Santa Clarita Valley History In Pictures

Beale's Cut
Newhall, California

Beale's Cut, probably in the 1930s, looking south(?). Note the strange rectangular holes half-way up on both sides, possibly to hold some sort of structure for performing road repairs — or maybe for a film crew. Beale's Cut was no longer a state or county highway when this photo was shot.

Per Todd Spiegelberg, the car appears to be a 1937 Pontiac sedan.

Beale's Cut is the 90-foot-deep, hand-cut gash through the mountain southeast of Sierra Highway and San Fernando Road (later renamed Newhall Avenue) in the Newhall Pass.

It's often been called Fremont Pass, although Frémost actually would have come through the area about a quarter-mile east of Beale's Cut, on the old Spanish trail (El Camino Viejo) in Elsmere Canyon.

General Phineas Banning drove the first stage through the pass in 1854 when it was only 30 feet deep. In 1862, Gen. Edward F. Beale, a veteran of the Mexican-American War, took over a contract from the Los Angeles County Board of Supervisors to improve — i.e., deepen — the cut to improve passage for wagons from the pueblo of Los Angeles north to the Tehachapis. Beale used Chinese immigrants to do the work, completing most of the work in 1863. The Board of Supervisors accepted it as complete on March 5, 1864.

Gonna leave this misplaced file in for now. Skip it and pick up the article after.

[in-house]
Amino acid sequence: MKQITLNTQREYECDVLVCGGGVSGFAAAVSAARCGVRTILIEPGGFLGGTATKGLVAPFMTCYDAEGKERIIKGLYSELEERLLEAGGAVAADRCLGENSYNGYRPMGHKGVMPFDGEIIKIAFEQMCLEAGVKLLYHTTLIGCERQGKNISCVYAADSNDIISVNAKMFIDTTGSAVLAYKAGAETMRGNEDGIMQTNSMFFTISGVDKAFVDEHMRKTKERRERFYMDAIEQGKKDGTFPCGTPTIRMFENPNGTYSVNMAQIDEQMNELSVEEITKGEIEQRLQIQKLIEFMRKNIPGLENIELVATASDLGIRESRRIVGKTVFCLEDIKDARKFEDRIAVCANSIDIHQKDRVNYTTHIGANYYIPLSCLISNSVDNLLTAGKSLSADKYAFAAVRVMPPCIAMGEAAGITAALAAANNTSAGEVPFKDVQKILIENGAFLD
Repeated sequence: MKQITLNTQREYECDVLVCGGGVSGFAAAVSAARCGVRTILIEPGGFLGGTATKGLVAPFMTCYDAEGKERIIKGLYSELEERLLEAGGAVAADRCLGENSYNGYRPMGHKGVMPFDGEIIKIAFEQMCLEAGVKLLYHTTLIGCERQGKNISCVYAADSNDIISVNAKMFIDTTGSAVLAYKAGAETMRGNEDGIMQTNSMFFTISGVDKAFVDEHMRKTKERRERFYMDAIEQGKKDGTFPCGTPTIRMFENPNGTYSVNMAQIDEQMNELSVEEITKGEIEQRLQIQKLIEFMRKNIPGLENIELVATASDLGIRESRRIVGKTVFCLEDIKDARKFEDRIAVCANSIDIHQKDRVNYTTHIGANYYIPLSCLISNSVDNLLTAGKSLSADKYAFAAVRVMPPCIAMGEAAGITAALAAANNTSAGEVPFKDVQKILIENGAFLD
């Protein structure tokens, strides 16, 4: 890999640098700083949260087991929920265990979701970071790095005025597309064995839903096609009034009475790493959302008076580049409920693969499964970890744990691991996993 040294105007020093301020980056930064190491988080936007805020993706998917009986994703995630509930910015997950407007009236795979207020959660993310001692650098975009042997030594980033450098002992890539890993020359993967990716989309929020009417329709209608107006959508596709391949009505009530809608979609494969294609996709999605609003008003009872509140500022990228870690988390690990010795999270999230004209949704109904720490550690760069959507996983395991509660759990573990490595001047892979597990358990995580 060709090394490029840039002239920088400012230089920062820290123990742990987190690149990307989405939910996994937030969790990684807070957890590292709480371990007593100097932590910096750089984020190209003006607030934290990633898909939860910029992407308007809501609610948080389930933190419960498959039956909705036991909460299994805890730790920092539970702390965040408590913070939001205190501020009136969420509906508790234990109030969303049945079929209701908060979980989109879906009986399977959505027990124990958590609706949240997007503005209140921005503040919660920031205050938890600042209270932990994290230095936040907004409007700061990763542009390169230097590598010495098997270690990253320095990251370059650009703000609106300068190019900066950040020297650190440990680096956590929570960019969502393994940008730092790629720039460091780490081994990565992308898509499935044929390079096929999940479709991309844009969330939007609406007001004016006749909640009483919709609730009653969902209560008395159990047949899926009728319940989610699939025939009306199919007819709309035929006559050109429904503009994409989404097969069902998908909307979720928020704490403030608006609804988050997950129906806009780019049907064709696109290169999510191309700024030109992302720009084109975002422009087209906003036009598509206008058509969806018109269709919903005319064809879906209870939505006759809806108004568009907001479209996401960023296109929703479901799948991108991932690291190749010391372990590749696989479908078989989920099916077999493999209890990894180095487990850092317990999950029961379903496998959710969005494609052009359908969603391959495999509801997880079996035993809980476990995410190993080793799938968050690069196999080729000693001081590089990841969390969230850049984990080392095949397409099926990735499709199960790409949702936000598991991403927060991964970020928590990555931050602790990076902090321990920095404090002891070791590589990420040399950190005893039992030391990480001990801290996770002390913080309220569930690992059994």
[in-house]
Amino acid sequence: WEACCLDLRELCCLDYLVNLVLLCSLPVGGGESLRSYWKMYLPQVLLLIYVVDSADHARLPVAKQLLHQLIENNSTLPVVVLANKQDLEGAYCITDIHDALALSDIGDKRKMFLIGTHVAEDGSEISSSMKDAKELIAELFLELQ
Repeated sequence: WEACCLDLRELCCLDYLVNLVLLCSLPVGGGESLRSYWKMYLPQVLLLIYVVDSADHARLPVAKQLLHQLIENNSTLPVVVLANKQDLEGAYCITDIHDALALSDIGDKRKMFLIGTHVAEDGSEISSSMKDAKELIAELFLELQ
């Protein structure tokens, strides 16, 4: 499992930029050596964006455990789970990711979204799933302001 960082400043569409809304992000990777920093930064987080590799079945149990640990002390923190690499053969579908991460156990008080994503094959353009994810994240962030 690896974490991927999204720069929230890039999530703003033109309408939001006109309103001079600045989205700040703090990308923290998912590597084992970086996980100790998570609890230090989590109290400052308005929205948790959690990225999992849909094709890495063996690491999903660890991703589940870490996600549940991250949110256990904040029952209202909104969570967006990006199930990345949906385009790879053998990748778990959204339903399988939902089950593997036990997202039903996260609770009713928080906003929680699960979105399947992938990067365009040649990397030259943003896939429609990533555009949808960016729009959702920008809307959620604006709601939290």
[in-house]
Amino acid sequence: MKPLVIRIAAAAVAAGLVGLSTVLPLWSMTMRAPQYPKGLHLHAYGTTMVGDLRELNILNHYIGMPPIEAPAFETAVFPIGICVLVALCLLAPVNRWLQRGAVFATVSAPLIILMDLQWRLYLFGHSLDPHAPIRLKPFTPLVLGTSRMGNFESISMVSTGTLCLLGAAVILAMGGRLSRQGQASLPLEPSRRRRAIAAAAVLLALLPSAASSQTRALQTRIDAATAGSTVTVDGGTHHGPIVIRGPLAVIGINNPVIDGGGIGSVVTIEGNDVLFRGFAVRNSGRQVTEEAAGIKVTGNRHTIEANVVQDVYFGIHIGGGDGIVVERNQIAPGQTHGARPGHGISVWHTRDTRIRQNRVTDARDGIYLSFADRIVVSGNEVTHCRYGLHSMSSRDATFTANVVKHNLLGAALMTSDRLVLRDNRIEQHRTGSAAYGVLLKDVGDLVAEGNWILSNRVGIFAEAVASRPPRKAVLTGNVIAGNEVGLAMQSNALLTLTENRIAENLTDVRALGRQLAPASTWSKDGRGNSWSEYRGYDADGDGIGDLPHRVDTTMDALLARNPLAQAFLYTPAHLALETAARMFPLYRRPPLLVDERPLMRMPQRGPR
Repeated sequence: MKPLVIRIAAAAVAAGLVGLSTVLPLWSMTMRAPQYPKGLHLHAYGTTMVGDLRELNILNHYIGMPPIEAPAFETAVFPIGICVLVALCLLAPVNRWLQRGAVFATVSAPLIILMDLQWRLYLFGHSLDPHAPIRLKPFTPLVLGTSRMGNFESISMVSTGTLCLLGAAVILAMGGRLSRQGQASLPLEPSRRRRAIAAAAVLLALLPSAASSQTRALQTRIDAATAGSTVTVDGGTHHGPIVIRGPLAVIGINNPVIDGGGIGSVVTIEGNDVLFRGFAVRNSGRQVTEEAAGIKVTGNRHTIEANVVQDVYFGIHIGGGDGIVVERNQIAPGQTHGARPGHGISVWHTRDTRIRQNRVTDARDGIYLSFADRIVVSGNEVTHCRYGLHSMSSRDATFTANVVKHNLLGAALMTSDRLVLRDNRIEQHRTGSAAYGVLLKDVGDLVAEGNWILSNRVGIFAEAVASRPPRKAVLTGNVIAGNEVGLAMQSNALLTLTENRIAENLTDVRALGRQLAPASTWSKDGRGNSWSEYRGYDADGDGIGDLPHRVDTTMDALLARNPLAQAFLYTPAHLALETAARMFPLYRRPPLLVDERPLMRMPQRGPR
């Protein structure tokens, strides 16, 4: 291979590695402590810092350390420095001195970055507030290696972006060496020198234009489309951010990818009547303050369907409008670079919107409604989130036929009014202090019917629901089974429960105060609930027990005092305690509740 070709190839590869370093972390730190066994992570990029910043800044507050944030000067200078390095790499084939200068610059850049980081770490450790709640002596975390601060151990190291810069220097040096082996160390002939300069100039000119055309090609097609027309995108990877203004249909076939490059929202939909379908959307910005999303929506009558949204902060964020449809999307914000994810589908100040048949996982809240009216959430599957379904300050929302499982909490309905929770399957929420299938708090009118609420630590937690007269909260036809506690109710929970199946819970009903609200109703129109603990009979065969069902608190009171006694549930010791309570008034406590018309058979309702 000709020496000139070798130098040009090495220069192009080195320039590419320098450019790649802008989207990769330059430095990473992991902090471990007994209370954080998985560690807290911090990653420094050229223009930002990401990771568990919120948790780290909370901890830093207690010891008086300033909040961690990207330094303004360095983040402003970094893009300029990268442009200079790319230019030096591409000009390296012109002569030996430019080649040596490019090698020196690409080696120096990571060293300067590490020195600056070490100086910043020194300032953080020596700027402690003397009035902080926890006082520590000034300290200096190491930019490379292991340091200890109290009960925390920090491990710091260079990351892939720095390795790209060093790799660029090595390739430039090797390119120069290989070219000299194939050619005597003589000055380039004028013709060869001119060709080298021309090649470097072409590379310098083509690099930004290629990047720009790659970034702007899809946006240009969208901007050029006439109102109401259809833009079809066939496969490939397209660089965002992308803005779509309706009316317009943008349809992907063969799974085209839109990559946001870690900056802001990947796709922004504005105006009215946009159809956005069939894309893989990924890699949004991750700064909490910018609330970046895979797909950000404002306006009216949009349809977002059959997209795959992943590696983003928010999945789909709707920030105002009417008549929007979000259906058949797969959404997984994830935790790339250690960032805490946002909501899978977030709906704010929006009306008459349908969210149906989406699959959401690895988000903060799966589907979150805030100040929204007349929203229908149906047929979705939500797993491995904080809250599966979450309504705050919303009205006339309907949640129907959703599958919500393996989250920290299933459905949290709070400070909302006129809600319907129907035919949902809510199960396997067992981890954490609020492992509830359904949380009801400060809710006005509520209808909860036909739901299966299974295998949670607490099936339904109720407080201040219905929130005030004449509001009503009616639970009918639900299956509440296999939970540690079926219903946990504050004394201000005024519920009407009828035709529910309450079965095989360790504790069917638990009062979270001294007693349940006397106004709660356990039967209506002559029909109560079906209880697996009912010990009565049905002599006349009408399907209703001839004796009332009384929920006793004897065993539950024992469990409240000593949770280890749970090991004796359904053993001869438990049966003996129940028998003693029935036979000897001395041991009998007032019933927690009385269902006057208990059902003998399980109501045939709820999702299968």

In 1910, the roadway was replaced by the nearby Newhall Tunnel, which gave way to modern-day Sierra Highway in 1938. During the El Niño storms of 1997-98, Beale's Cut caved in. Today it is at about half of its former depth, and the remaining walls form more of a V shape than a U shape. It cannot be restored to its original 1864 condition without artificial support.

Beale's Cut and the adjacent Newhall Refinery site have the same owner.

When the refinery site was proposed for business park development in the early 1990s, Beale's Cut was annexed into the city of Santa Clarita. (It had been unincorporated county.)

The development agreement also called for Beale's Cut to be deeded to the city as parkland when the rest of the property was developed. However, the development did not come to fruition and the agreement is no longer in effect.

For more information, read Movie Trivia from Beale's Cut.

Photo from the California Department of Transportation files.

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